Things to know about Philip
Philip Bunn graduated with high honors from Patrick Henry College (PHC) in 2017, where he studied government with a track in political philosophy.While in college Philip participated in mock trial, worked as a resident assistant, served in student government, and was an active member of PHC’s Intercollegiate Studies Institute (ISI) society. Philip was a 2016 ISI honors scholar. In the fall, Philip will attend the University of Wisconsin-Madison where he will begin a PhD program in political science and political theory.
“Everything is intentionally designed to promote edifying and rewarding conversations.”
How did you find out about ISI?
I was initially exposed to ISI through an ISI chapter on my campus, the Alexis de Tocqueville Society. The society hosted speakers and discussions on political philosophy, as well as organized events for PHC’s political theory and philosophy students. I was glad to learn that there was an organization that existed to promote the ideas I was interested in. A fellow student recommended I apply to ISI’s Honors Program, and since then I have attended several conferences and events hosted by ISI and the Collegiate Network.
What was the highlight of your undergraduate experience?
Being a part of PHC’s political theory program for these past years has been a tremendous blessing. I was able to take intensive courses in the history of political thought, as well as topical seminars on things like food, friendship, democracy, violence, and Christian political thought. My professors, Dr. Roberta Bayer and Dr. Mark Mitchell, invested deeply in their students, inside and outside of the classroom, and have made a lasting impact on each one of us.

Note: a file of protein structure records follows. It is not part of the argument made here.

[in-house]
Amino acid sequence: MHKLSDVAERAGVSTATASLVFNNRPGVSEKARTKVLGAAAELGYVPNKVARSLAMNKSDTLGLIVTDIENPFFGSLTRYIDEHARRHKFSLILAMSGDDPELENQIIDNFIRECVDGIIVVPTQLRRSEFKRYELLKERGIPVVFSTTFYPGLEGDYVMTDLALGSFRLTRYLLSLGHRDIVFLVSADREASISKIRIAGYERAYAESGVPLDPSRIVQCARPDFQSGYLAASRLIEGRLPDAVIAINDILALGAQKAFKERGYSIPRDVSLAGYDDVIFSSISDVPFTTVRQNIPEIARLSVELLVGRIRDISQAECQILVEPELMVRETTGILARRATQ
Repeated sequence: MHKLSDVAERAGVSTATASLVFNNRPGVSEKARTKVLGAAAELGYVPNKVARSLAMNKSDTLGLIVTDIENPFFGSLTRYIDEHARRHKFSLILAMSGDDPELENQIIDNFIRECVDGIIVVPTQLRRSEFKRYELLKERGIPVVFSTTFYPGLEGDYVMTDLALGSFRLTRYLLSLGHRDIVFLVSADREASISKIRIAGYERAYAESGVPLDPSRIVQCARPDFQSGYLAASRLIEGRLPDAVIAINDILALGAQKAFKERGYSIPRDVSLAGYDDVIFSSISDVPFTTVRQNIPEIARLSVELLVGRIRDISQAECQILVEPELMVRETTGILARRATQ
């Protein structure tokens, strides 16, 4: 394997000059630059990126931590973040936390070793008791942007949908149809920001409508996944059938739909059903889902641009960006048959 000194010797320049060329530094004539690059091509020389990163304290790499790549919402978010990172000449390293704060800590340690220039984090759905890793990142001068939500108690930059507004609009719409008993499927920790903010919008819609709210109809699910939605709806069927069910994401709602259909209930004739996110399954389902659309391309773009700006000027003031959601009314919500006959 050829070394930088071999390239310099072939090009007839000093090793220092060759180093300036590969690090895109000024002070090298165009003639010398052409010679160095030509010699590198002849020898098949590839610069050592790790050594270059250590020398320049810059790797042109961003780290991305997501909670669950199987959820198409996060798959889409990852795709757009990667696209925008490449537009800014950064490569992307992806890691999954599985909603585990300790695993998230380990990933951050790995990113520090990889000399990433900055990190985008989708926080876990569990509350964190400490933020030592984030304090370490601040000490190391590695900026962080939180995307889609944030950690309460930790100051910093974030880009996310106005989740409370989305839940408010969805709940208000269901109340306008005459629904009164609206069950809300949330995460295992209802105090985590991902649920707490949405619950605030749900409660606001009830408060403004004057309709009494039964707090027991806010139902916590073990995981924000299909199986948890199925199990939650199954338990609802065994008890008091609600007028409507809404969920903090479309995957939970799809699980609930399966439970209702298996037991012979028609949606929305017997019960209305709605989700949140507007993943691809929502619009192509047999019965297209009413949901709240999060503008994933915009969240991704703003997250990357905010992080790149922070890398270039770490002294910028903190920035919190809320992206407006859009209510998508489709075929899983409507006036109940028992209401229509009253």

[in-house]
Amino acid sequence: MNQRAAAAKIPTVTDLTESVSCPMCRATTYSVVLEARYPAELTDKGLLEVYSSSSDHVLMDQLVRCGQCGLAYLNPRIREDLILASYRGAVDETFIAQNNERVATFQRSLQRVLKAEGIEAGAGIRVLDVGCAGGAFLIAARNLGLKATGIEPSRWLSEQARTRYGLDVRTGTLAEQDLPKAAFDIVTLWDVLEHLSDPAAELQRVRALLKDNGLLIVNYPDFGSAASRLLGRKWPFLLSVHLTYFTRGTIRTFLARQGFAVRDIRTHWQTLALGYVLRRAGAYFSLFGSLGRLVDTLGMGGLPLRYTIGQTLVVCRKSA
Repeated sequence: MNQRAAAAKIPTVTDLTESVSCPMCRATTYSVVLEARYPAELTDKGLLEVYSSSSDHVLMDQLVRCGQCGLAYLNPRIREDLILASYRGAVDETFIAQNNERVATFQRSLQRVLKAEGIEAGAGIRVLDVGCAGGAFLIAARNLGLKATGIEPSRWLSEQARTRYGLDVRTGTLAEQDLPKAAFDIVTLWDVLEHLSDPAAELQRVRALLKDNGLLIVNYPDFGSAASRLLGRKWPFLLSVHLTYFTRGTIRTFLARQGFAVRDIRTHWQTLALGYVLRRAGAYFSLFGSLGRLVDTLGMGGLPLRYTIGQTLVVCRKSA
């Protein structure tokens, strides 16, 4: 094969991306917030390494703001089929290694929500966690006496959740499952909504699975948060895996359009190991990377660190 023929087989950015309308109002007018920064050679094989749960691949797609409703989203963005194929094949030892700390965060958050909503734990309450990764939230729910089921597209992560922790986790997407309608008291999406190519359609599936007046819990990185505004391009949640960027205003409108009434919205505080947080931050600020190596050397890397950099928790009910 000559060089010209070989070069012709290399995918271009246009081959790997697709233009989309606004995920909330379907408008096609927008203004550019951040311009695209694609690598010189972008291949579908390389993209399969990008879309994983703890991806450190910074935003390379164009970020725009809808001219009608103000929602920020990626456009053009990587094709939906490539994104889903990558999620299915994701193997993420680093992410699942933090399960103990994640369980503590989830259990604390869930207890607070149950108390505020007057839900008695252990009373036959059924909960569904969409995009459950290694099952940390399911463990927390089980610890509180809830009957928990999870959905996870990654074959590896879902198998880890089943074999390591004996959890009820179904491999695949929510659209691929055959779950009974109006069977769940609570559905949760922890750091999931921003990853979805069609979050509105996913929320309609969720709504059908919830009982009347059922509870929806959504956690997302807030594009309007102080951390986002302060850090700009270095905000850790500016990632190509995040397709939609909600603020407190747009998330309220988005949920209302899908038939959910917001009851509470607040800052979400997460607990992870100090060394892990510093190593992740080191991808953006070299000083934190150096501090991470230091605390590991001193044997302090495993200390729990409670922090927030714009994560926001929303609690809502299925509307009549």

What have you valued most about ISI?
I have greatly appreciated the friends I have made through ISI. ISI has fostered an environment that promotes genuine friendships and stimulating conversation between students who might not otherwise meet. At my Honors conference, students quickly bonded over shared interests, both academic and personal, and I have kept in touch with many of my fellow honors scholars since. From assigned readings to scheduled hospitality times at ISI events, everything is intentionally designed to promote edifying and rewarding conversations. I can confidently say that I have made lasting, meaningful friendships through ISI’s programs.
How have you spent your summers while in college?
The summer after my freshman year was spent in intensive research in anthropology and sociology, exploring the particulars of the human condition (I was employed at a McDonald’s). Since then, I have spent my summers working for an educational and legal nonprofit, primarily in the field of online high school education. My work has consisted of both administrative and research-oriented tasks. Towards the end of this summer, I will be visiting Germany, in part to attended a conference hosted by the Institute for Economic Studies-Europe, and in part to visit my grandmother’s hometown and connect with her family.
Whom do you admire most, and why?
It is difficult to choose a single person, but I greatly admire my professor Dr. Mark Mitchell. I look up to him academically and personally, particularly as he has sought to apply the principles he teaches us in the classroom to his own life. He not only introduces his students to profound thinkers on the subjects of community and place, but he has also done an incredible job opening his home to students and truly building community at our school and within the major he oversees. I’ve appreciated his wisdom and guidance during my years at PHC and look forward to learning more from him in the years to come.
What advice would you give to other students who want to preserve the principles of liberty?
I have been fortunate to attend a school whose commitment to liberty is evidenced in its motto, For Christ and For Liberty. However, even in an environment that has been favorable to my political views, joining ISI helped me immensely. Through conferences, speakers, and books, ISI improved my college experience and helped me explore the theoretical and practical bases of liberty more thoroughly during my undergraduate education. I can’t think of a better way to promote principles of liberty on campus than to start an ISI chapter and to be involved with ISI and related organizations.